White notes that getting things right in the mix is of special importance in the video game field given the contextual playback of sound design and music elements. “We do not have a mastering stage in game composition,” he says. “It’s just not possible to do conventional mastering due to the fact that the music has to run in real time within the game. So whatever we mix is what ships with the final product. I need to hear accurately what’s going on through the full frequency range all the way down to the sub bass because there’s no one to check my work, and with the Amphions I’ve got that.” Accurate monitoring also enables White to work quickly and meet the industry’s tight deadlines and need for prompt revisions. “When you get to a certain point, time is money, and you want to be faster about your decisions,” White says. “My system gives me the confidence to work quickly.”
While his Two18s and One18s provide pinpoint accuracy in the critical midrange and high end, incorporating Amphion’s bass extension system is key to White’s ability to deliver mixes with impact. “Games have a lot of sound design elements and foley, so we have to keep the low end tight to leave room,” White says. “We want to use the full dynamic range and have those cresting moments that help it feel cinematic, but spectrally it has to be contained, especially since there’s no dubbing stage where someone can dip specific elements. The bass extension system helps me make critical choices in the low end without sacrificing impact.”
Where White focuses on dynamics for in-game mixes, he notes that his priorities shift when working on game trailers. “For a trailer it’s the opposite of in-game: tons of low end, super loud, and very exaggerated,” he says. “The loudness wars are still very much in effect in that zone, so everything has to be really amped up. A gunshot is not just a gunshot and a punch is not just a punch. It might have a ton of reverb and bass bloom that’s over the top, so once again having accuracy from your monitors is key.” White’s mixes need not only translate to consumers, but also need to win over producers. “We need our mixes to pop and sound good in editing bays, many of which don’t have great speakers, so it really helps to have that mastering-grade low end to top end and really know where every element is sitting and how it will reproduce on a variety of systems,” he says. “A lot of other composers have to rely on visual spectral tools for that level of detail, but I can hear what’s happening straight from my monitors.”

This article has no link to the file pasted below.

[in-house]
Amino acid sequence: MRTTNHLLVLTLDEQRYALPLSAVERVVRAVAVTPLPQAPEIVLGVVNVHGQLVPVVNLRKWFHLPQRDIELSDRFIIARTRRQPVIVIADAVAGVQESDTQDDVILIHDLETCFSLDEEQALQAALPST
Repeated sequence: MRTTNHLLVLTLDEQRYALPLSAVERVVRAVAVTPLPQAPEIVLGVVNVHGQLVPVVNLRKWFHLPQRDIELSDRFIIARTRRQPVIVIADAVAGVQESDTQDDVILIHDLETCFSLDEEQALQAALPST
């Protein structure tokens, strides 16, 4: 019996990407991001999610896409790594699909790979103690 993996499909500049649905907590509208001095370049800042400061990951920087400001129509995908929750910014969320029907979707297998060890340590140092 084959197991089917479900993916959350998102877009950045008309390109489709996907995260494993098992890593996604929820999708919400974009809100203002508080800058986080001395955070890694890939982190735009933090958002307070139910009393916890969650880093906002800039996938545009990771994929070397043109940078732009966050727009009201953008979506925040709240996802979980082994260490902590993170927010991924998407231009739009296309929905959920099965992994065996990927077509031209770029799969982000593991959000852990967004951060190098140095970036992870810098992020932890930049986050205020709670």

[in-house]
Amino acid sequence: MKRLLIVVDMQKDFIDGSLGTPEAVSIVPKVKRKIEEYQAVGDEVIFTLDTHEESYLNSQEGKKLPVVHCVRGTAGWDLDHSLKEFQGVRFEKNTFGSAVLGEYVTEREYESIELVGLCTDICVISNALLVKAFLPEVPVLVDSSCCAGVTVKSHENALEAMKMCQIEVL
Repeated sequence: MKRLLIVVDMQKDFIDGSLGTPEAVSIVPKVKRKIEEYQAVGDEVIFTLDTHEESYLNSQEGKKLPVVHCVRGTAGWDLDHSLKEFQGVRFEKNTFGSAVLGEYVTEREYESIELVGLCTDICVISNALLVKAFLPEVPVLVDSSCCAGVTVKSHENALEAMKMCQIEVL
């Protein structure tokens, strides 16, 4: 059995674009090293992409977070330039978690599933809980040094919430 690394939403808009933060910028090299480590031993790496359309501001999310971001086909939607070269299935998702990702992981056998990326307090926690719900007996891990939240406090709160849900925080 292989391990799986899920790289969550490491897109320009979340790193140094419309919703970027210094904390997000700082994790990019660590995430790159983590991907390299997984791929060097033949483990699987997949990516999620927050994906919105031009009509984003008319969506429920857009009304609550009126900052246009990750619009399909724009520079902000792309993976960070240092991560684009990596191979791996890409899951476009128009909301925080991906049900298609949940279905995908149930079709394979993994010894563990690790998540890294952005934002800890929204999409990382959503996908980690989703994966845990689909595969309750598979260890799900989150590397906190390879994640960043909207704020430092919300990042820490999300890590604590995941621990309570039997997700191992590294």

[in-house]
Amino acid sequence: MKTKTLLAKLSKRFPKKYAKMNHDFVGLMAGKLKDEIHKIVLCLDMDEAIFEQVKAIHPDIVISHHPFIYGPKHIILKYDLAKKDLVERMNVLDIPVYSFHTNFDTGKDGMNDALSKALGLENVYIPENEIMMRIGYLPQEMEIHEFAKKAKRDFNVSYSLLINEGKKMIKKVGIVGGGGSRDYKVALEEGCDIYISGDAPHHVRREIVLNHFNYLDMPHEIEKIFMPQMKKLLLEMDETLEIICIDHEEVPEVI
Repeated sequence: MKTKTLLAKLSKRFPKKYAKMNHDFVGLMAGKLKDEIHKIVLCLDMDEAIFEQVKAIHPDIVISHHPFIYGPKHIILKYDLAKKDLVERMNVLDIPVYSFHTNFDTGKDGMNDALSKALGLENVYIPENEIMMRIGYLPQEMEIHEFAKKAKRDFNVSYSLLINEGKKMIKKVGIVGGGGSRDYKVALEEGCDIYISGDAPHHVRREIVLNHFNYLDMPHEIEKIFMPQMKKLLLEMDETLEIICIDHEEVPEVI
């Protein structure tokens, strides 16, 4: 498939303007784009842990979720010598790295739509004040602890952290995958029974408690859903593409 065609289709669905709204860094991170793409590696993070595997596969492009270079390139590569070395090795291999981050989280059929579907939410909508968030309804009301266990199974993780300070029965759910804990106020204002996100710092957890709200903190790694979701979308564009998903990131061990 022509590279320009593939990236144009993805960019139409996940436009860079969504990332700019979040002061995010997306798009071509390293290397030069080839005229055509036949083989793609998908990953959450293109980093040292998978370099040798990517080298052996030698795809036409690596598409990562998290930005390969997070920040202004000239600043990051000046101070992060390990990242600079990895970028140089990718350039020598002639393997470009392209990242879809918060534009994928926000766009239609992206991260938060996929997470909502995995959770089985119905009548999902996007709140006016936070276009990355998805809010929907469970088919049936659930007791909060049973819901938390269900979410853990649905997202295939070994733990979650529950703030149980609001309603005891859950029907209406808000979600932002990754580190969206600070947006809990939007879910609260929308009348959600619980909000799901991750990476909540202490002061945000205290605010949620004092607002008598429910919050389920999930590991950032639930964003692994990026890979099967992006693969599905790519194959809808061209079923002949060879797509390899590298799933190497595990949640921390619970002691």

Translation and fun factor
For White, allowing for a meandering career path has allowed him to discover opportunity in unexpected places. “Finding something that you can excel at and enjoy doing isn’t easy in this industry,” he says. “I never envisioned working in game composition, but as it turned out I enjoy it way more than I did engineering studio sessions every day or working in commercials. So the nonlinear career path has really worked out for me.” He finds that working with Amphion monitors has not only enabled excellence, but also helped him continue to enjoy his work. “Good monitors are very much about translation, but they’re also about the fun factor,” he says. “I can crank my system at the end of a long day and get that club-level presentation and it just puts a huge smile on my face.
For more information about Amphion, please visit: https://amphion.fi/
Amphion Loudspeakers Ltd. was established in 1998. We design and build loudspeakers that are characterized by honest and accurate sound reproduction. Precise driver integration ensures world-class imaging and phase coherency. Controlled dispersion technology helps achieve more stable results in a variety of room acoustics. All products are handmade in Finland (and the Amphion amplifiers are assembled in Finland) to ensure enduring listening quality.